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The Client Retention Tactic You Have Been Needing

Dr. Sean Pastuch
Nov 3, 2022

There are countless reasons why a client would cancel their membership with you or discontinue purchasing training sessions. Whether it’s comfortable to acknowledge or not, the most common reason is that they are not getting a service that they believe is worth more than they are paying for it, it’s simply not good enough. In my next blog post, I’ll cover some simple things you can do to identify the areas that can be easily improved in your business, and begin improving them without spending any money at all. 

Today, I want to focus on a very simple, repeatable tactic you can use to make sure that the scenario in which a client who is perfect for your business, who is getting exactly what you told them they would, who is making progress, and who wants to cancel is a scenario you never find yourself in again. 

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There is nothing more frustrating than losing a client who absolutely should stay, typically the reason why this happens is actually because while you have clarity on the process this client is experiencing, the client does not. They are uncertain, uncomfortable, and filled with anxiety around whether it’s working or not despite the obvious results you can show them with simple test and retest methods. 

The key is effective communication before you even start. Here’s how you can do it:

Step 1: Break the Client Journey into Phases 

Your client does not know the difference between the kind of training and results they will get in their first month compared to their tenth, you do. Help them gain clarity.

You already know that in the beginning, you’re spending at least a few weeks if not longer evaluating where your client is in their athletic progression, what their joint and soft tissue health looks like, and how an individual responds to a given stimulus. 

You also know that after you’re done with your evaluation you’re going to have them doing the work that doesn’t show up on the “scoreboard” in their aesthetic, but that is crucial to foundation building. That could take several months.  And then there is the work that gets the visual results they’re looking for, performance or aesthetic, and that goes on forever.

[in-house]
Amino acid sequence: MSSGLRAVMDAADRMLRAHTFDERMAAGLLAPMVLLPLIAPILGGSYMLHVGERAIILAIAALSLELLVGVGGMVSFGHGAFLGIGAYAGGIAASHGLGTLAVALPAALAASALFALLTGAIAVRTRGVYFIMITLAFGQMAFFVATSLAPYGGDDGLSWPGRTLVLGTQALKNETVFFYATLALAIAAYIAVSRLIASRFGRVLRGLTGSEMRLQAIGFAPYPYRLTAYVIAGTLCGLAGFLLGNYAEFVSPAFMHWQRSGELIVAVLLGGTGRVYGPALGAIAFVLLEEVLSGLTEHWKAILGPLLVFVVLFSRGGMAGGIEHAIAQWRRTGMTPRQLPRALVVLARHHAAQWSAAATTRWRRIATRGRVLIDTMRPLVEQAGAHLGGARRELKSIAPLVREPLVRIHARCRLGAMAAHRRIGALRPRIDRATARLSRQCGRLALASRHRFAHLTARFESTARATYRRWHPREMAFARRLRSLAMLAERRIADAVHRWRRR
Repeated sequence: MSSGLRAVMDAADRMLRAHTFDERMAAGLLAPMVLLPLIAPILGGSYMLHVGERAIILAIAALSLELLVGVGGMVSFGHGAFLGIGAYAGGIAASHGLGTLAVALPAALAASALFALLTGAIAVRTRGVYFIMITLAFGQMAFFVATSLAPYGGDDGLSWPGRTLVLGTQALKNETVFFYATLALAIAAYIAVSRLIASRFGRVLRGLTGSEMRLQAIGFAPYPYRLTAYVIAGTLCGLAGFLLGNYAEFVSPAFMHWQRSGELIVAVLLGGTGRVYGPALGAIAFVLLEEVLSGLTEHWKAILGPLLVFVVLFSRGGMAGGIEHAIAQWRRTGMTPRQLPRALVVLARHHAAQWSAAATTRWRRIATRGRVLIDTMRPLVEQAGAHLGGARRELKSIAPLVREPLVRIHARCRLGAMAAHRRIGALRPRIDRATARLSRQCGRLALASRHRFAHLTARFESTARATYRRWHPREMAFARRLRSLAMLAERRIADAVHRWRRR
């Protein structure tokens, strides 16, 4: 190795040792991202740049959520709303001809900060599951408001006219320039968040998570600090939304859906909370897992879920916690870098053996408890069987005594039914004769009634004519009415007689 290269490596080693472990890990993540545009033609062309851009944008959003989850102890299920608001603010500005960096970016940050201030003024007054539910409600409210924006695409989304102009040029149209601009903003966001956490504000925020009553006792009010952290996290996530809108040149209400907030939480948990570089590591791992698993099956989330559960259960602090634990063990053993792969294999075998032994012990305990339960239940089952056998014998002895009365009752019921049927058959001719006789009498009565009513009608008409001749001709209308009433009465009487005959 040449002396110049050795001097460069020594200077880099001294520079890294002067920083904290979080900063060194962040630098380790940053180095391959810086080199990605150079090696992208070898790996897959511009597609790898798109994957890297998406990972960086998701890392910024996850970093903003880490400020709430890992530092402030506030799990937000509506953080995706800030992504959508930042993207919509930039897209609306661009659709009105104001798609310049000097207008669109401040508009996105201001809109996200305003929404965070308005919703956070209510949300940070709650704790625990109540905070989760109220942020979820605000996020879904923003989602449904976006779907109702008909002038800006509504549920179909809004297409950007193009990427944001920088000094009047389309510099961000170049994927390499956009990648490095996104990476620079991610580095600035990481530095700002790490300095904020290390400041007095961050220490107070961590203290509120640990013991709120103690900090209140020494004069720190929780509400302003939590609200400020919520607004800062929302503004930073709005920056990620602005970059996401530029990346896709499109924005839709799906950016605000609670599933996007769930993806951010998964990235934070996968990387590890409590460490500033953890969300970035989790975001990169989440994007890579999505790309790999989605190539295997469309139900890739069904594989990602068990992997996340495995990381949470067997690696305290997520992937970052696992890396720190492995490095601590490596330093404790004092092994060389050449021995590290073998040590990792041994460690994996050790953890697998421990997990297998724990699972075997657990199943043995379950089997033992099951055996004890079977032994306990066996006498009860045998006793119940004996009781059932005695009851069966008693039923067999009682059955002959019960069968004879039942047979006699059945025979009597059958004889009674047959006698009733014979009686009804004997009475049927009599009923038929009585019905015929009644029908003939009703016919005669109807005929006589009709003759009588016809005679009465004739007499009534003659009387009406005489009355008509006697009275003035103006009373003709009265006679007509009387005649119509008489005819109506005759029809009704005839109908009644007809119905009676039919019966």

Step 2: Write Out Criteria For Each Phase

Write out the success criteria, and cost of inaction in each phase in detail and be ready to share it with clients. 

  • What is the purpose of this phase?
  • What is the worst case scenario if we don’t complete this phase?
  • What is the best case scenario if we do?
  • What must be true for this phase to be complete?
  • How are they likely to feel during this phase?

Step 3: Feedback & Future Pacing

Consistently update your clients on where they are both within the phase, and within the full journey. 

  • What success criteria have they already accomplished?
  • What is yet to be accomplished to matriculate through the phase?
  • What is the benefit of completing the remaining criteria?

Bonus Step: Include All Stakeholders

Is your client a youth athlete whose parent(s) is paying the bills? Take them through this process both before enrolling their child and throughout the training.

If you follow these steps, your service offering could look something like this to a prospective client:


Assessment Phase

Foundation Phase

Performance Phase


Identify needs and strengths

Build base for injury prevention and skill

Maximize results

Success Criteria

Full analysis of ROM Baseline

Able to move with control and speed through full ROM

Body composition achieves goal level

Success Criteria

Motor control analysis complete and understood

Able to accelerate and decelerate precisely

Measurable performance increases of 30% across all metrics

Success Criteria

Tolerance to various levels of intensity understood

Can perform all movements without one on one cueing

Has enough knowledge to write own program

Worst Case if not Completed

Program design written cookie cutter

Risk of setback and future injury

Athlete is dependent on coach forever

Best Case if completed

Program design exactly matches needs

Athlete is competent using their body and equipment and can use these skills anywhere.

Athlete has confidence in their movement and education that makes them undeniable.


If pressed, every one of you can recite this out loud without much thought at all. Most of you probably tell these things to your clients. The mistake is in believing that they hear you, understand you, and remember what you said two months later when they are going through a difficult period in their development. 

Write these things down. Consistently go back to it. Assume that if your client cannot fill in all of these boxes should you give them an empty chart, they do not know what belongs in the boxes. If you approach the education component of how you support your clients with the mindset of “if they can’t teach it to me, they don’t know it and it’s my job to make sure they can teach it to me”, you will improve your client retention, your client compliance, and most importantly, your client results. 


- Dr. Sean Pastuch

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